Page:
James Foster joins Wolfgang Goerlich on the podcast to discuss trust relationships. How does pass-the-hash actually work? James: “Before I did security assessments and pen testing, I knew about some of these problems. I think a lot of Windows admins and defenders do. But I did not fully understand their implications and I did not fully understand their impact. And that is the reason I want to do this talk.” Listen to learn more.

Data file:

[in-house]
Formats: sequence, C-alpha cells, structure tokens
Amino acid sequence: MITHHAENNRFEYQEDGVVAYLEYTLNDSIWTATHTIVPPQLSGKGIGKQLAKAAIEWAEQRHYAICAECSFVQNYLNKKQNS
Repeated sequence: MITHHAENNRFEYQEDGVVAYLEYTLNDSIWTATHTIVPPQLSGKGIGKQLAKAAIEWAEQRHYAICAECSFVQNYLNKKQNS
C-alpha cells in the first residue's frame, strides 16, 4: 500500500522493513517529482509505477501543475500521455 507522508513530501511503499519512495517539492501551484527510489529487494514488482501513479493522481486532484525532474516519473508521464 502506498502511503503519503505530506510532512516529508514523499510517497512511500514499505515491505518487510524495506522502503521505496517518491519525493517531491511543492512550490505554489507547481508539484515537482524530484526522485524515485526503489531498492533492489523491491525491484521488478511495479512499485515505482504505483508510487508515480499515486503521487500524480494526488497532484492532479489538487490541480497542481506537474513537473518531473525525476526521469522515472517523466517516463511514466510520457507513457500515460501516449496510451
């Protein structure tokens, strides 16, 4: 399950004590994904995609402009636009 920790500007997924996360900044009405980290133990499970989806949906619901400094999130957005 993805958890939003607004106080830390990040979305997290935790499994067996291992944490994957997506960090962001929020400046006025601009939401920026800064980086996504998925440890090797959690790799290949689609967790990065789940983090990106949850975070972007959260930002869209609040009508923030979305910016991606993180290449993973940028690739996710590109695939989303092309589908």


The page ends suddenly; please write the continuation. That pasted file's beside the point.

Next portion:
Abstract: What’s a trust relationship? Explicit ones are easy — these you setup explicitly and on purpose, like when you want Domain A to trust Domain B for authentication. It’s the implicit ones that will get you, the ones you didn’t setup on purpose. Like when you have the same local administrator password on a bunch of systems (own one, own them all!). Or when a domain admin leaves an access token behind on some user’s workstation (user owns the domain!). If you support or defend Windows systems, you should know about the different kinds of implicit trusts in Windows (accounts, cached credentials and access tokens) and how to reduce your risks from them. Oh, and you know the phase of an APT-style attack after the end user’s workstation is compromised but before they own your domain? The one that is sometimes glossed over with the phrases “lateral movement” and “privilege escalation”? Oftentimes, this happens by exploiting trust relationships.
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